EDITOR'S NOTE:** Texans fan Alan J. Burge continues to write his "Voice of the Fan" column for HoustonTexans.com. His latest installment is below. Alan's views do not necessarily reflect the views of the organization.
**The first weekend of Texans Training Camp 2006 is in the books, and players and fans can now expect to start feeling the 'routine' as we press toward our first
preseason game at Reliant Stadium in less than two weeks.
For fans that weren't able to get training camp tickets, the preseason opener against the Chiefs will be a great way to start getting familiar with our new team. And yes, it's new from top to bottom.
Something else that was new to Texans fans during Saturday and Sunday public practices was that the team trained mainly on the fields at the back of the practice facility (Fields 2 and 3), which made viewing very difficult for fans, who like in previous years had assembled in the bleachers adjacent to the easternmost field along Kirby Drive (Field 1).
The justification is that the Texans are concerned about tearing up one of their practice fields while others stand idle or have lighter use, so they rotate.
As a workaround on Saturday and Sunday, fans who were willing to wait were escorted to the track area surrounding Fields 2 and 3 to watch the last 30 minutes of the two-hour practice. That gave many fans a much desired close-up look at the action, but it was difficult for everyone to see unless they were tall or standing in front.
The good news is that there is a fix. In the future, fans will be brought closer to the action when the team is practicing away from the stands. Also, the team is exploring adding more stands closer to Fields 2 and 3, but that might not happen in time for this training camp.
As far as the weekend wrap, those who came out to the training facility were treated to another beautiful sunny, cool and dry summer day in Houston, Texas. Yeah, right.
Yes, it was steamy once again, but at least now the players and coaches know what to expect and they can pace themselves and prepare accordingly.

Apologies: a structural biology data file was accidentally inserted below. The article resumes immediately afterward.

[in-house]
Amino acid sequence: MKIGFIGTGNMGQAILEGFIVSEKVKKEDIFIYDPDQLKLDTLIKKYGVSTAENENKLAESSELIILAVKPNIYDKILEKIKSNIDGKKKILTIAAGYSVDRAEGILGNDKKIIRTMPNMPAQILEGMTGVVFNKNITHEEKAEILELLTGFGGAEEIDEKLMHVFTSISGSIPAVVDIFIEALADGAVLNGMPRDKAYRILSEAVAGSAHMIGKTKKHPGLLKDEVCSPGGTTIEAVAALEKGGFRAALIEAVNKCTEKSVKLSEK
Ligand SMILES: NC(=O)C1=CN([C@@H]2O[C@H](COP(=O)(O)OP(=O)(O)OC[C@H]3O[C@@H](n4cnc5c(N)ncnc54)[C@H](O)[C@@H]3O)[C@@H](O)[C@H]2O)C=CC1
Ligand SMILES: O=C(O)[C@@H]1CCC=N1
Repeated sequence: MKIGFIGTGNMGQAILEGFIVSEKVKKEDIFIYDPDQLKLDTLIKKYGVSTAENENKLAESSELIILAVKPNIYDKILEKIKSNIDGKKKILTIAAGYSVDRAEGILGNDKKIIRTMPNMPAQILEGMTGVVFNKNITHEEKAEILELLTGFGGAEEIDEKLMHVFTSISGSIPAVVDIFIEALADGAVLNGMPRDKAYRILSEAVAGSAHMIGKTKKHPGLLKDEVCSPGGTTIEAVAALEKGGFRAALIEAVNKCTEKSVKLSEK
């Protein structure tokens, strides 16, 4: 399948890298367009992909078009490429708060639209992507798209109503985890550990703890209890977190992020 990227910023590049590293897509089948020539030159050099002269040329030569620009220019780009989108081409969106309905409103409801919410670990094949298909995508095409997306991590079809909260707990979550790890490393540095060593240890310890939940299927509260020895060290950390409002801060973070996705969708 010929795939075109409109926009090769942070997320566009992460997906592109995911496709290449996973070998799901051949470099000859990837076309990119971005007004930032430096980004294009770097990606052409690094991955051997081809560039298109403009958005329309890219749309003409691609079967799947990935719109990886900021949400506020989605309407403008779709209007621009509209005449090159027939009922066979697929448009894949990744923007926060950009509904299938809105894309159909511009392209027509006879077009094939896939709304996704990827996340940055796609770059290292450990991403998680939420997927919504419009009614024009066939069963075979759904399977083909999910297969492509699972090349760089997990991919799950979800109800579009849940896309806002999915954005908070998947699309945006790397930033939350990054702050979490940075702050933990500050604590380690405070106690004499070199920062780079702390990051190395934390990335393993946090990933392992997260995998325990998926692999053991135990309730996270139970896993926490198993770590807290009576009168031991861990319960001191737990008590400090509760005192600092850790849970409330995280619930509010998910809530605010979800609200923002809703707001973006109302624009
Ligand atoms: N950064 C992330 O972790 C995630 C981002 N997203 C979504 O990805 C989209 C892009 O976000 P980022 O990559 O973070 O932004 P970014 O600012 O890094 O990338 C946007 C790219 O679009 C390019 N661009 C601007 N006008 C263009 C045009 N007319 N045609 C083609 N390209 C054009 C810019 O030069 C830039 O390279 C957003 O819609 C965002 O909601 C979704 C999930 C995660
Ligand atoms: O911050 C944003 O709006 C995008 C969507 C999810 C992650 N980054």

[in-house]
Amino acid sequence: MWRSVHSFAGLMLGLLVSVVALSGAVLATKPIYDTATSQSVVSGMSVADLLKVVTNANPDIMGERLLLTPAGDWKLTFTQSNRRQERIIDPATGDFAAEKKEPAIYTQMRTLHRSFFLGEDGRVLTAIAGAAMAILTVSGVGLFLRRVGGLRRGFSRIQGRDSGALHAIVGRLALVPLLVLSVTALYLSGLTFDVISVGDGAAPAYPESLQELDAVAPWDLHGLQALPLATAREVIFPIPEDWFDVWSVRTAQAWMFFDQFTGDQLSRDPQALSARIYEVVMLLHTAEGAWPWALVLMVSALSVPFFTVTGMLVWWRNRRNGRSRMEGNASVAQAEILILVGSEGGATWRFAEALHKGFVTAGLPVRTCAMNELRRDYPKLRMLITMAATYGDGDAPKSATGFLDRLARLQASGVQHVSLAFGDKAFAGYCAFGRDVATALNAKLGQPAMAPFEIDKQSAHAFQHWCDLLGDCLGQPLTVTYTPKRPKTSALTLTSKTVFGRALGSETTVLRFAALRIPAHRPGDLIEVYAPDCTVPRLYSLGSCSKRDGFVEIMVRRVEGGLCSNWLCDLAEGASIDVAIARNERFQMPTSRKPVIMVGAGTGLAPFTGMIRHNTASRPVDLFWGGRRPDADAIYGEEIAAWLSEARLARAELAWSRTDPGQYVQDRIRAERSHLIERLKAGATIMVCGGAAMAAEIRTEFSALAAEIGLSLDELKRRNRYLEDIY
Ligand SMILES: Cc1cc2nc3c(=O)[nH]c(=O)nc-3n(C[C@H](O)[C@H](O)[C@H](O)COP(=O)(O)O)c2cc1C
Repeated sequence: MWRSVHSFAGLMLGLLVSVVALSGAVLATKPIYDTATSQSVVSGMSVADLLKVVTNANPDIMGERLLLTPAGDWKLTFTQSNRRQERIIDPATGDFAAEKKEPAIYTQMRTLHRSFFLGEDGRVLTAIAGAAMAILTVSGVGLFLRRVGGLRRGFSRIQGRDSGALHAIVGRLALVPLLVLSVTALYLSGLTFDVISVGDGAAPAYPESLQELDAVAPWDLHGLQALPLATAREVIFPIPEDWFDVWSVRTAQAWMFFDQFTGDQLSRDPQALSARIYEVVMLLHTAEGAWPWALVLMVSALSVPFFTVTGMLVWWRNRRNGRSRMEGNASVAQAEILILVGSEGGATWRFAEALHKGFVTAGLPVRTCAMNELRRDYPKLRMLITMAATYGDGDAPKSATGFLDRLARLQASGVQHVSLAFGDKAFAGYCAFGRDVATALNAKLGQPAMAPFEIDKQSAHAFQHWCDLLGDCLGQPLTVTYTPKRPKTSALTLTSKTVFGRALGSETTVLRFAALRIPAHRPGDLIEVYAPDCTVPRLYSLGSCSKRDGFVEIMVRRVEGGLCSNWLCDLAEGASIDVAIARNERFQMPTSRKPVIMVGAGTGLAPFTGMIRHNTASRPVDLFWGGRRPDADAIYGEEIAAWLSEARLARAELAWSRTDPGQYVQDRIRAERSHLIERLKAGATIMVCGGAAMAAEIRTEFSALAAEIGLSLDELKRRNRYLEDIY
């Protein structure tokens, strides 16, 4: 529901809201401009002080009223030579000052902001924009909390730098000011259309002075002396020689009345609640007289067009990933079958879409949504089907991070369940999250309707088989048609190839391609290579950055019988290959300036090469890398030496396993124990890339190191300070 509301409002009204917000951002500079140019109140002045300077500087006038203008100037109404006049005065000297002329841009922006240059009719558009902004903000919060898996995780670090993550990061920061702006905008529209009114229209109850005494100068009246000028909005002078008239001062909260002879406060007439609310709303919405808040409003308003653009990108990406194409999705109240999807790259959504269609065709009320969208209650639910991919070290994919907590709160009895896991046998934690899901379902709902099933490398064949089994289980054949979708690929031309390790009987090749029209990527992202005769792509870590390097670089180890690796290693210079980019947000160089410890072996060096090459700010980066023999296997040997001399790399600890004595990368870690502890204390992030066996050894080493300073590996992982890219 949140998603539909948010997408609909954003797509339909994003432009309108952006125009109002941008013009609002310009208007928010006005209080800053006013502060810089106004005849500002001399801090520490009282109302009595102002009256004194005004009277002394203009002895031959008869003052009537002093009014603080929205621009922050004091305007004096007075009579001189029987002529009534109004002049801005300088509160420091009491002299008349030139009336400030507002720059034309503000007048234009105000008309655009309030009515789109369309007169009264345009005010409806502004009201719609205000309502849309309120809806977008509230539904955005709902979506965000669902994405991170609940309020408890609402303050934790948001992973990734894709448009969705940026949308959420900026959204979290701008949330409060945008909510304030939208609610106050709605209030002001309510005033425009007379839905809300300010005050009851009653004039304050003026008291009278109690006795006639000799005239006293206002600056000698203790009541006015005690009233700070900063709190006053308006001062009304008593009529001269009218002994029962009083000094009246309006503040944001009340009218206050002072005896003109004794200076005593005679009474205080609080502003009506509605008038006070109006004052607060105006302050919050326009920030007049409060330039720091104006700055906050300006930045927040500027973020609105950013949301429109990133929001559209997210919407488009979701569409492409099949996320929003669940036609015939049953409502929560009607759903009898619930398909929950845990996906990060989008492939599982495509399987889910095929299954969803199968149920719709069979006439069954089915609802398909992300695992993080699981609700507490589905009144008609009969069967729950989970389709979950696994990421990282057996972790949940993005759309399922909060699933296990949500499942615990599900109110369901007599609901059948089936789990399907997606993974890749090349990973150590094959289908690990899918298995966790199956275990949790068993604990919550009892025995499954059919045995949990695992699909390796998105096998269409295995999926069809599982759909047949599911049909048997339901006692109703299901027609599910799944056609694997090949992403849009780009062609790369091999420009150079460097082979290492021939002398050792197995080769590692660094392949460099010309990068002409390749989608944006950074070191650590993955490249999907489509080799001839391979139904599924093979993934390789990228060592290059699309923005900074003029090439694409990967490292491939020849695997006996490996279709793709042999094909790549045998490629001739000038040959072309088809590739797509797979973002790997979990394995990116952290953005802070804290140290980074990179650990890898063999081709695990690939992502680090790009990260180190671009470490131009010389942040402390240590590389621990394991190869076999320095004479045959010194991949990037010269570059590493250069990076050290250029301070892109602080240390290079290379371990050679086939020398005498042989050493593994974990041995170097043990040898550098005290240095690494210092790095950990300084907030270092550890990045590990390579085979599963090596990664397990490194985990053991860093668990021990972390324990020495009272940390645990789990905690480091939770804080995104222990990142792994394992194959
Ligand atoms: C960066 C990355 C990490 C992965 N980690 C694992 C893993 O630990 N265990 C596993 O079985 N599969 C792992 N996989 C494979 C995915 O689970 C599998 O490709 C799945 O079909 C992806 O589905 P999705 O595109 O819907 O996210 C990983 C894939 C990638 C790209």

And they have been.
I haven't seen so many coolers of water, ice, Gatorade, etc. in one place since …well…ever. And the players take full advantage of it during frequent breaks.
Defensive line coach Bob Karmelowicz (let's call him Coach K for now – not to be confused with the other Coach K) was once again worth the price of admission – even if it was free.
Coach K was teaching his tail off today, inspiring his defensive linemen with words of wisdom and encouragement between rants about poorly executed technique.
"Every time you put your hand on the ground, you sign your name," shouted Coach K, in an effort to drive home the importance that every play counts. "What do you want your peers around the league to say about you when you're not around?" Coach K told his players as they drilled in the heat and the sweat.
One player in particular caught the ire of Coach K for not keeping his head up during a one-on-one "defeat the O-lineman" drill.
"What the heck are you looking at the ground for, there's nothing down there," Coach K screamed. "Keep your head up!"
During drills, Coach K often uses a cadence to simulate a snap count, but he also uses his foot to simulate an offensive lineman coming out of his stance at the snap. Sometimes he'll use both. I'm glad I wasn't the player who jumped early when Coach K threw a cadence shift at him unexpectedly while keeping his foot firmly in place.
Yes, this is what goes on at camp, but little things become big things and repetition becomes habit, good or bad. It's obvious Coach K wants his guys to be the best in the league.
It seemed like an entirely new dynamic out there on Sunday morning as the team came out in full pads for the first time at a morning session. It was exciting and it was good to hear the pads cracking.